The Daly City Dunes - Threatened by Development
The Daly City Dunes, on the western end of San Bruno Mountain, are the last remnant of an ancient dune system formed 80,000 to 125,000 years ago during the Pleistocene era - when the northern San Francisco Peninsula was an island. These dunes are unique on the peninsula since the San Francisco coastal dunes were formed by a different process and during a much later era (see Dune Geology).
This inland dune system in Daly City also has a diverse and healthy plant community containing typical dune scrub species, plus rare and endangered California native plants. The San Francisco Lessingia (Lessingia germanorum), on the Federal Endangered Species list since 1997, is found only in two areas on the peninsula: 1) the Presidio, under the care and protection of the Golden Gate National Parks Conservancy; and 2) in the Daly City Dunes (see Dune Plants).
San Bruno Mountain Watch has surveyed the dune area and GPS-mapped locations containing significant populations of lessingia. The GIS map of the area (click map to enlarge) shows that San Francisco Lessingia is prevalent over much of the threatened dune area.
Parcels at the heart of these rare dunes are privately owned and are currently threatened with development (see Threat to Dunes). The recently purchased property is now slated for a school classroom extension, a new soccer field, and up to twenty-five parking spots (see our April 2013 Advocacy Update). This construction would require a large retaining wall and extensive grading. The planned development, involving addition of street access, would fragment the dune area and make much of the remaining area vulnerable to more building and habitat destruction.
In the upper reaches of the dune area there is another important feature - an Ohlone Indian shellmound. This shellmound has been documented and registered with the State of California. Such sites are considered sacred, and there are laws governing how they are treated. It takes vigilance and public will to assure that the laws are followed, and that these sites are treated with the respect they deserve. Although the Ohlone don't usually like to publicize the locations of these sites, in this case they have agreed to let us inform the public.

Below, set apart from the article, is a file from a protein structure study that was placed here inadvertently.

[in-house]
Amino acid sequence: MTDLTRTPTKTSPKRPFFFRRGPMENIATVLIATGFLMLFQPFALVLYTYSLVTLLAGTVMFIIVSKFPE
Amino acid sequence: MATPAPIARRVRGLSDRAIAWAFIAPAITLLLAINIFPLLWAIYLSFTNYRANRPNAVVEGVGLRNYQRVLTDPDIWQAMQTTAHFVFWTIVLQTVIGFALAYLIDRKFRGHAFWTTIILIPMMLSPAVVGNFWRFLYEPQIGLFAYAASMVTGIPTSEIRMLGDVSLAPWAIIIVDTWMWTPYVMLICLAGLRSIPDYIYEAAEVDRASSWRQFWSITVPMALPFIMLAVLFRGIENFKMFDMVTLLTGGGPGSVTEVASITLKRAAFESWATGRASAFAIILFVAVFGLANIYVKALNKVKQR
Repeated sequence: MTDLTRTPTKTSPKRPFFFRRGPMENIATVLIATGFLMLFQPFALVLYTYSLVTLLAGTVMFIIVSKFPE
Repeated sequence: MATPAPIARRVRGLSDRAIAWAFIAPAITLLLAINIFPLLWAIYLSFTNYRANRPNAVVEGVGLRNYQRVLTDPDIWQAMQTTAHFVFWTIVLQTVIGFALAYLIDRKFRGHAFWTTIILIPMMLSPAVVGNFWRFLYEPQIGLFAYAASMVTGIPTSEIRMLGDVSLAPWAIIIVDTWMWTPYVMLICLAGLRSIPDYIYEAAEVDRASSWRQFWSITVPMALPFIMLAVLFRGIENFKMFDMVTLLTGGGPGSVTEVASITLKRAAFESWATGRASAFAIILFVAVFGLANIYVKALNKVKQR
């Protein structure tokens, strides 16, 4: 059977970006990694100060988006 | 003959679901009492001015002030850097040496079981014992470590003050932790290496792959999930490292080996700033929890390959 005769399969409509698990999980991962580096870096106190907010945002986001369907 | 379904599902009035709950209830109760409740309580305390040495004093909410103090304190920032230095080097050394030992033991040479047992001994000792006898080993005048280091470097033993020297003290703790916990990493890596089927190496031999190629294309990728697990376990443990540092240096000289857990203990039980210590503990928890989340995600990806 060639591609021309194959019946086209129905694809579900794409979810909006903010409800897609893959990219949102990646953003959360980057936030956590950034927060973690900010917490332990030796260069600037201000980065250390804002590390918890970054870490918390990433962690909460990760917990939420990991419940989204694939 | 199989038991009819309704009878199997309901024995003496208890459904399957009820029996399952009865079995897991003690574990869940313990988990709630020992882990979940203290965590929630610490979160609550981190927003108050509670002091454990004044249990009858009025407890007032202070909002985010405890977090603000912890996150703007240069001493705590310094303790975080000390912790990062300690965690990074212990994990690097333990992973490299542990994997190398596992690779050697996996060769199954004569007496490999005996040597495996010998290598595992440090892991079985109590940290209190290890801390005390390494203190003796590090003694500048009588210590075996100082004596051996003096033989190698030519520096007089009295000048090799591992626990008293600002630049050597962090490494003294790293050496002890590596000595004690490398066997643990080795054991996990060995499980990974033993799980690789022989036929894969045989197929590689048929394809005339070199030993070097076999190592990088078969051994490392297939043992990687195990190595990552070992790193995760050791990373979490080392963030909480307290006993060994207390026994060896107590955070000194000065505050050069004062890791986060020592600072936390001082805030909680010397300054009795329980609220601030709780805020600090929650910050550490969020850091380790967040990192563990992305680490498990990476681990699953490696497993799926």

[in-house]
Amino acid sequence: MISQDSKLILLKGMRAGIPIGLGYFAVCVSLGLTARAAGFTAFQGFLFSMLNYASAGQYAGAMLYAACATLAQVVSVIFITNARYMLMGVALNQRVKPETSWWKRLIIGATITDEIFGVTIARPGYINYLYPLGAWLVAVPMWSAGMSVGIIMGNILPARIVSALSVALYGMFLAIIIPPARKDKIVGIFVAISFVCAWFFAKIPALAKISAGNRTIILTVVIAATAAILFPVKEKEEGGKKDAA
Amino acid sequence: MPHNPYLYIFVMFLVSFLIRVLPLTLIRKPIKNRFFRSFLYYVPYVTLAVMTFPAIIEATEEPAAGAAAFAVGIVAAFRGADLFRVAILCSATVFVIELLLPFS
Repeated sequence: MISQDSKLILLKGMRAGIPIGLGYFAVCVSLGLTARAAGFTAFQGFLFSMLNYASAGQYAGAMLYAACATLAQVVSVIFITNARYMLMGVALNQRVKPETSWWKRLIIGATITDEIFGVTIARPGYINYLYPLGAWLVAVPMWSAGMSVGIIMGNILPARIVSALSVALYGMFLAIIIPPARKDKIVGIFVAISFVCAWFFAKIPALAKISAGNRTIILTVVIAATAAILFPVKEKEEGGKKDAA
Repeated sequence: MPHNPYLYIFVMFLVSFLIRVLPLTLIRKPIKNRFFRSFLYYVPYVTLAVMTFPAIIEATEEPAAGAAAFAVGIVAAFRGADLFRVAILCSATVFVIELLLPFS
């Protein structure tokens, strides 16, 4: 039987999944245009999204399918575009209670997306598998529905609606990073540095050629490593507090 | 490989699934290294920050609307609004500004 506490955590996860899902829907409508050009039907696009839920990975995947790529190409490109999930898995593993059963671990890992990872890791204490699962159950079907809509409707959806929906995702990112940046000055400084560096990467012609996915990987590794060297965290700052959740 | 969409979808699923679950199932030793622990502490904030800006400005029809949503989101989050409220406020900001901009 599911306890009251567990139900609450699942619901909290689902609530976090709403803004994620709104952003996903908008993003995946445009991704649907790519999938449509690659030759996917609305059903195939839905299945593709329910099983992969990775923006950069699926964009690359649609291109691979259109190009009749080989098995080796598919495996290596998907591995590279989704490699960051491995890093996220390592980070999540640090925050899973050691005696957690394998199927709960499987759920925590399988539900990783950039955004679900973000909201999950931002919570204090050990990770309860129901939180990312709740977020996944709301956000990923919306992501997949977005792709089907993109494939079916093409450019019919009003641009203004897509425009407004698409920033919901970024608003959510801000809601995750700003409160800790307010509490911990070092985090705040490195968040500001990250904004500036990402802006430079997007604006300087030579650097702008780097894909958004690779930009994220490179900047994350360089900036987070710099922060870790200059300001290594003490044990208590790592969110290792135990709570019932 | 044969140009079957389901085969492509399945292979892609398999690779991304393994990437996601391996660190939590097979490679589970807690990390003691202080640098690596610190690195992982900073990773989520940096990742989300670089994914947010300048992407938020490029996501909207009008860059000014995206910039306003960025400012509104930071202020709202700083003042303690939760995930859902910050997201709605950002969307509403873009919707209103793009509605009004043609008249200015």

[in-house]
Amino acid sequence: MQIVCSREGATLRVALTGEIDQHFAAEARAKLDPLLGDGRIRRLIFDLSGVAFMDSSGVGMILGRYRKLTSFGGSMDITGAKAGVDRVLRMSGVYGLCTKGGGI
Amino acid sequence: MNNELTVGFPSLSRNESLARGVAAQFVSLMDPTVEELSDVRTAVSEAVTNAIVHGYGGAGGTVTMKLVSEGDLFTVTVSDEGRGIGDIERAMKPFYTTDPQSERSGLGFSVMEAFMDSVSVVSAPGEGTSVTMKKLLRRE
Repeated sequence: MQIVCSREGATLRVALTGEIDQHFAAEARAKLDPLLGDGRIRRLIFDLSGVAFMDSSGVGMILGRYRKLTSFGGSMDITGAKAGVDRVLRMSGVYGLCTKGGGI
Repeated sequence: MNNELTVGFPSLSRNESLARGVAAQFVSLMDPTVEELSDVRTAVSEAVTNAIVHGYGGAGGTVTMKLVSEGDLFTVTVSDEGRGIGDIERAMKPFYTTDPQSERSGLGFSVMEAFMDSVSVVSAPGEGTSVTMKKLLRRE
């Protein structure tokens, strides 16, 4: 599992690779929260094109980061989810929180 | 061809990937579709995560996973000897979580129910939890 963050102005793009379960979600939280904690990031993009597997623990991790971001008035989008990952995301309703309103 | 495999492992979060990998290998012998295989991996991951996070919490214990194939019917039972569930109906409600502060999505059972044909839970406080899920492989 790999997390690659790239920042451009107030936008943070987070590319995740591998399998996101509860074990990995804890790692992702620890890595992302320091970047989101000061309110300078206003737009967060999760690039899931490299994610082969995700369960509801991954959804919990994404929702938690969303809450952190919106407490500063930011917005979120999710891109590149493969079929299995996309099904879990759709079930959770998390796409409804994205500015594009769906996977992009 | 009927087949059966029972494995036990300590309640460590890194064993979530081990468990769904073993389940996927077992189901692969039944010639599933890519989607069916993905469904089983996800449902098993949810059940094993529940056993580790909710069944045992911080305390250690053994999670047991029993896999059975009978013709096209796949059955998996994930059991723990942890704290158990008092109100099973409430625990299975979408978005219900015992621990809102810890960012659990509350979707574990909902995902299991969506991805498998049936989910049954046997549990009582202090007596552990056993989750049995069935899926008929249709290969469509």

For San Bruno Mountain Watch, the reasons to preserve this unique feature of San Bruno Mountain are obvious: preserving biodiversity leads to a healthier ecosystem; open spaces provide a sense of well-being; and future generations should be able to continue to enjoy San Bruno Mountain as one of the world's biodiversity hotspots. We hope to convince the owners of the threatened parcels of the value of saving this rare treasure. It would be a wonderful legacy gift to the people of Daly City and the Bay Area if they were to work with us to preserve this unique area.
In the meantime, we need to convince people of the dunes' value and to advocate for their preservation (see Saving the Dunes). Daly City, along with the landowners, will ultimately have to decide whether or not the dunes are to be preserved.